The following is a brief prepared by the Quebec Community Newspapers Associations (QCNA) and presented to the National Assembly’s Committee on Culture and Education with regards to General consultation and public hearings on Bill 14: An Act to amend the Charter of the French language, the Charter of Human Rights and Freedoms and other legislative provisions.
This brief was prepared by the Quebec Community Newspapers Association (QCNA), a not for profit organization dedicated to the professional and economic development of English community newspapers and their enterprises serving minority communities in Quebec.
Our 35-member publications cover communities that are often hard to reach. Whether ethnic, religious, senior, agricultural, educational, Aboriginal or official language minority, our publications effectively provide non-duplicating coverage in both rural and urban markets throughout Quebec.
Our English and bilingual publications distribute weekly, monthly, biweekly and daily to some 700,000 readers across the province. These publications serve an exclusive English and bilingual readership in their communities through their focus on relevant local news and high editorial-to-advertising ratio.
The QCNA is opposed to amendments in Bill 14 that has a goal to lift French to a human right under provincial law. We believe Bill 14 is a “conflict” that will impede individual rights and freedoms of all Quebec citizens’ right to choose as it binds non-Francophones living in Quebec to an unjust jingoism and insecurities over the future of the French language.
The QCNA opposes Bill 14 for the following reasons:
1. The bill puts in conflict the basic individual right by confining the right to choose a language to be educated in as well as which language to employ in the workplace. This is an attempt to discriminate against individuals and communities under the terminology “common well-being” and “cultural communities” in effect expecting an all-or-nothing conformity to the state. This is a de-unifying objective: to make Quebec a place where everyone can live, succeed and achieve fulfillment in French. Personal liberty and freedom applies to everyone equally.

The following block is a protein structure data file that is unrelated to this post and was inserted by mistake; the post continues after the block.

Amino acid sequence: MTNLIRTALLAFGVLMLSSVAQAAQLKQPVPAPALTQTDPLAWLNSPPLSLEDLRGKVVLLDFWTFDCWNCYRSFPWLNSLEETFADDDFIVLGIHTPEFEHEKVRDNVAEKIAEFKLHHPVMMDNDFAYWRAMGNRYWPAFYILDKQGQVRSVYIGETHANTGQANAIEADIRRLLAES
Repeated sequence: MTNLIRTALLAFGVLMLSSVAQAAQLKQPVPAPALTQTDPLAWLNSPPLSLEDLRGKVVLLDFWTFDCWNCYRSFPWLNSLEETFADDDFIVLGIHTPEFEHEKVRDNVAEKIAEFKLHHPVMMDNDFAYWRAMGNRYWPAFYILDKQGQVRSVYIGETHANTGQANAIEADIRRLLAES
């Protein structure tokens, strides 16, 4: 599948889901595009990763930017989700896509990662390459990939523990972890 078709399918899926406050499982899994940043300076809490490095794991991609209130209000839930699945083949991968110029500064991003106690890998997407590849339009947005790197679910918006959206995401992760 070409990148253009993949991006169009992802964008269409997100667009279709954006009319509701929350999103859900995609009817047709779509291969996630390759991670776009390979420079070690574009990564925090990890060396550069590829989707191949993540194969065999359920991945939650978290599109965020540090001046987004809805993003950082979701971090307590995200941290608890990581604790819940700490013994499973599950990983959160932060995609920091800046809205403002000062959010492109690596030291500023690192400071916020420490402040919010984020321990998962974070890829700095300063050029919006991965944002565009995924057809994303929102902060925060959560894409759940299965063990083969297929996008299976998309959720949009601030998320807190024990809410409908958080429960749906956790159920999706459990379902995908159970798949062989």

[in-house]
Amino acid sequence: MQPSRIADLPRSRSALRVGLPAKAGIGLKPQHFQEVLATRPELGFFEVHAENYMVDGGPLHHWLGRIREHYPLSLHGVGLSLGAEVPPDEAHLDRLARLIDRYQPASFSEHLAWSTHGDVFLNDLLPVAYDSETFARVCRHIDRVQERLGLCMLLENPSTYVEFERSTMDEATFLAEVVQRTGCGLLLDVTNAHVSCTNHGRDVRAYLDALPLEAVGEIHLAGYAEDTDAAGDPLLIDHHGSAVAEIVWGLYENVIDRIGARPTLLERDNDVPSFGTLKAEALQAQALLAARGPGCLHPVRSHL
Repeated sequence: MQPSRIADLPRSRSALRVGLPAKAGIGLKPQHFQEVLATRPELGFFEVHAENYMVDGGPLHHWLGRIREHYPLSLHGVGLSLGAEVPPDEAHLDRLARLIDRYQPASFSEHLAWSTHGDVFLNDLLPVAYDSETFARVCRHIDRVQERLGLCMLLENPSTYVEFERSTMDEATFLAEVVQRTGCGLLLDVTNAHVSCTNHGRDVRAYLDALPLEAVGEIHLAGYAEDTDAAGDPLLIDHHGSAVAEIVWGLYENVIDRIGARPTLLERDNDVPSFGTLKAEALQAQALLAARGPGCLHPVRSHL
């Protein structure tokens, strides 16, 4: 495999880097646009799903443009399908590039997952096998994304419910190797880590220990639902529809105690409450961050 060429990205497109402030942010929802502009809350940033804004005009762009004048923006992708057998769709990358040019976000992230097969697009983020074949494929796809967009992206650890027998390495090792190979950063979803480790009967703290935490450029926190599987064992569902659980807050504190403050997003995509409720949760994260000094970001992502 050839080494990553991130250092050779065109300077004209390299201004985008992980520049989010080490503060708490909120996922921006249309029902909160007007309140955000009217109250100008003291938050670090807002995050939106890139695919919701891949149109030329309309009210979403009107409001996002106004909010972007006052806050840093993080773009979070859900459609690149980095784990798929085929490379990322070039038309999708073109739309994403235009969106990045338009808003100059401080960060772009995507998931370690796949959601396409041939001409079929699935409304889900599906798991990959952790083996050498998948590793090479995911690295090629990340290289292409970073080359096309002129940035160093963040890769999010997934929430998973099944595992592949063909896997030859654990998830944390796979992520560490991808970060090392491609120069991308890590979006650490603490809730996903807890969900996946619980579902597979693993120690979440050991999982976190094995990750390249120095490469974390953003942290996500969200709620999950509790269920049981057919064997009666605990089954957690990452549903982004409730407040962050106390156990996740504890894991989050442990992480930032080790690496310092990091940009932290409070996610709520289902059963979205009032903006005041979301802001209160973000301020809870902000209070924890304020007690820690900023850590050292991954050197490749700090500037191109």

2. The term “cultural communities” has no significance in international law and “minorities” does, and this bill seeks to replace the term “ethnic minorities” in Bill 101 with “cultural communities.”
Ethnic minorities are protected under international human-rights law. This may not be the case for cultural communities. Therefore, removing the terminology “ethnic minorities”, the government is sending the message that minorities do not exist in Quebec. Minority rights are protected under international statutes like the 1966 International Covenant on Civil and Political Rights and the 1992 Declaration on the Rights of Persons Belonging to National or Ethnic, Religious and Linguistic Minorities.
3. The bill eliminates the democratic right to decide, a fundamental and basic human right treasured in all democratic societies. Bill 14 eliminates, without process, the right of all voters to determine what language services their municipality provides based on a percentage value, one that believes that speaking English and French can be clearly divided, when we know that many Quebecers speak both official languages. The bill would ban most Quebec towns (those with an English population of 50 per cent, or less) from having bilingual status.
4. The bill flattens and undermines the role of Quebec’s English educational institutions, creating a tunnel-vision mentality that leaves one option for parents seeking to educate their children in the language of their choice.
Further, the bill targets students who have graduated from a French high school impacting only students who without question are already fluent in French. It is well known that the reason students switch to an English CEGEP is to become fluent in English, which is critical to the future success in Canada and the world. Under such a bill, francophone educational opportunities and professional options would be hindered even more than anglophones.
5. The bill places a financial hindrance on small-business owners, specifically those employing between 26 and 49 persons, as well as forcing that communication in the service sector to be in French. Logically, the Parti-Quebecois should be generating wealth and supporting its Quebec-based businesses.
It is the QCNA position that the Government of Quebec has offered no justifiable evidence to enact Bill 14. Changing the crux of Quebec’s human rights and freedoms, resetting educational polices based on language, while negating a child’s right to an education of his or her parent’s choice and sanitizing the workplace with language compliance will only lead to linguistic disharmony, something government imposed.
Ed. note: The Low Down to Hull and Back is a member of the Quebec Community Newspaper Association.